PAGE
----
Turkish lawyer Ebru Timtik, 42, died Thursday after a hunger strike conducted in captivity for 238 days, after losing 30 kilos. Timtik was arrested in 2018 by the Erdogan regime and sentenced to 13 years and six months.
Turkish lawyer Ebru Timtik, 42, died Thursday after a hunger strike conducted in captivity for 238 days, after losing 30 kilos. Timtik was arrested in 2018 by the Erdogan regime and sentenced to 13 years and six months. Turkish authorities accused her of having served as a courier with the detainees, whom she was defending, of a clandestine Marxist-Leninist organization, the Dhkp-c, Revolutionary People’s Liberation Front, author of assassinations and suicide bombings claimed in the 1990s and 2015. Timtik, and with her 17 other lawyers, were part of a group of lawyers who ensure the defense of defendants of political crimes.
Timtik represented the family of Berkin Elvan, the teenager killed by a tear gas canister during the Gezi Park demonstrations in June 2013, the families of the 301 miners who died in the Soma colliery in 2014, and Engin Çeber, the 29-year-old human rights activist, died of torture while in police custody in 2008. The hunger strike of Timtik and his colleague Aytaç Ünsal, 32, reached 209 days in extreme conditions, denounces the monstrous illegality of Erdogan proceedings against them. After the court competent to judge them had ordered their release due to the lack of evidence against them, the Judicial Council, now under government orders, had installed new judges overnight who had annulled the release order.
Imprisoned Turkish Human Rights Lawyer Ebru Timtik Dies After 7-Month Hunger Strike https://t.co/VqrJFl4MeC— Democracy Now! (@democracynow) September 2, 2020
During the trial, the whole accusation was based on a single testimonial, a detainee, who remained anonymous except for the initials, “I. Ö.” The Federation of European Bar Associations published the petition, which through its lawyer, the secret accuser in question had addressed to the Supreme Court of Appeal: he declared that his testimony should not take into consideration because of his mental problems, including hallucinations. The petition included supporting medical reports.
In recent days, the Turkish Supreme Court rejected a request for Timtik’s release, accompanied by medical documentation. The court argued that she was not in danger of life. Such frighteningly prolonged fasts have become a sad habit of Turkish prisons and a source of inspiration for the infamy of skeptics. Gandhi’s fasts lasted a few days, and the longest reached 21 days. Timtik and his team only take sugar water and herbal tea, eventually just water for injection. How can you fast for so long? You can, and in the end, you die. Three others died of hunger this year in Turkey, popular musicians passed off as terrorists: the members of the folk band Grup Yorum who claimed the right to play and sing their music, Helin Bölek, 28, the singer, after 288 days of strike of hunger, their partner and activist Mustafa Koçak, also 28, who had fasted for 296 days, and bassist, Ibrahim Gökçek, after 323 days, 40 years and 40 kilos.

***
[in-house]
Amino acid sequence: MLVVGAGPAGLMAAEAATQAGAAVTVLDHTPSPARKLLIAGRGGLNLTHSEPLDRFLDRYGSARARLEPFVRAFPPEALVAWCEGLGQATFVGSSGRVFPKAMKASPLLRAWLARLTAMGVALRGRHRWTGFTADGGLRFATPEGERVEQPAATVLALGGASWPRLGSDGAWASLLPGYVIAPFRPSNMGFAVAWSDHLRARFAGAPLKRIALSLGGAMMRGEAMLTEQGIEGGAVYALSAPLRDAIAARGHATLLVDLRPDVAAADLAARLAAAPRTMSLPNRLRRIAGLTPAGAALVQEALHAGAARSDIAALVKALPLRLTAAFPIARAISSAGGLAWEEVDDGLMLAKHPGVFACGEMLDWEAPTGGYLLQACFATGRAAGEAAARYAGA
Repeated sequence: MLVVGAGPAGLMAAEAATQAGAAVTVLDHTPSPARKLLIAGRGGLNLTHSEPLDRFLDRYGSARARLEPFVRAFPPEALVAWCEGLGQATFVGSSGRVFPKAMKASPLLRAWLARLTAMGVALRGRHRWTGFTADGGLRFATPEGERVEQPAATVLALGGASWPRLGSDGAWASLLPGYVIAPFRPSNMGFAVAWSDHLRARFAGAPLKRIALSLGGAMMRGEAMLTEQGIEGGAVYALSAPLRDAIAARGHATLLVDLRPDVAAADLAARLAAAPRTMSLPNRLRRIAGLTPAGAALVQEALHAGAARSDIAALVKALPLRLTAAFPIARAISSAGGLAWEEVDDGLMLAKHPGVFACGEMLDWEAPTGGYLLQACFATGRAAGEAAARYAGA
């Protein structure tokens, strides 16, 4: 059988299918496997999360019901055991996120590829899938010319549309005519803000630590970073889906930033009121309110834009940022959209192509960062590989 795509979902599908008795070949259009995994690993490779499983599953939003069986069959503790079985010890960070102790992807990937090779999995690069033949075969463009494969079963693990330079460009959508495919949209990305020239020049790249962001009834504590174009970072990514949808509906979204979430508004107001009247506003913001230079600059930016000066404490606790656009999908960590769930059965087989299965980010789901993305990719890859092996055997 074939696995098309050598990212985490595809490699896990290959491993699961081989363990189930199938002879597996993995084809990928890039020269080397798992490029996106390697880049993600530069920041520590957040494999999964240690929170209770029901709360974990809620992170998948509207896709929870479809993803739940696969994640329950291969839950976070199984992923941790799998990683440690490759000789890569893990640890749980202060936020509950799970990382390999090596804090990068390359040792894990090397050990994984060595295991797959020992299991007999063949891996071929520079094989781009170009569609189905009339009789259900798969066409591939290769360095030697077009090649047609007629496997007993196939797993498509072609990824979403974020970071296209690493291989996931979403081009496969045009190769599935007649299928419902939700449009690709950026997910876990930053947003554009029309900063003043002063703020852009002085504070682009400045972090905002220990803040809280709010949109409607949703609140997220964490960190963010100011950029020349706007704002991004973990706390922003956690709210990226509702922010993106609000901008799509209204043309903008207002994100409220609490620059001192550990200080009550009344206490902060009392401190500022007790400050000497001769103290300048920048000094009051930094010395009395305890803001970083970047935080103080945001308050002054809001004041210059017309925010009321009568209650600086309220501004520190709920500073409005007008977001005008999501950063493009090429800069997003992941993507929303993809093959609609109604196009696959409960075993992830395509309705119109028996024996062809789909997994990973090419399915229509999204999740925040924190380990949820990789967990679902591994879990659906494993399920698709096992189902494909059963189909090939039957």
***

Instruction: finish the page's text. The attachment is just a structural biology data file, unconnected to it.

Remember her name! @RTErdogan! #EbruTimtik, #Kurdish–#Turkish #HumanRights #lawyer, died Thur 27 Aug 2020 on #Hungerstrike! Court of public opinion holds @trpresidency & @JudiciaryTurkey ACCOUNTABLE 4 HER insidious MURDER! #Truth2Power #CrimesAgainstHumanity @IntlCrimCourt https://t.co/AbMuuBOjLH— WarCrimesIntl (@WarCrimesIntl) August 30, 2020
Erdogan’s current Turkish regime and practice rape the entire defense profession. Prisons and convictions serve to intimidate lawyers and to make them give up. The situation in prisons is awful. The closest comparison concerns Iran. Amnesty International International has just taken up the appeal for the famous Iranian lawyer for human rights, and in particular, for women, Nasrin Sotoudeh, 57, Sakharov Prize of the European Parliament. Sotoudeh began her new hunger strike on 11 August in the notorious Evin prison in Tehran, where she is in solitary confinement.
Her husband’s appeal described the woman’s concerning conditions, aggravated by the neglect of the jailers for the COVID contagion that infests Iran. Sotoudeh was already in prison between 2011 and 2014, for “propaganda against the state” and “collusion against national security.” She was arrested again in June 2018, accused of having appeared before the court without the Islamic hijab and of promoting prostitution, immorality, and indecency. In multiple trials, the regime condemned her total of 38 years and six months, and 148 lashes.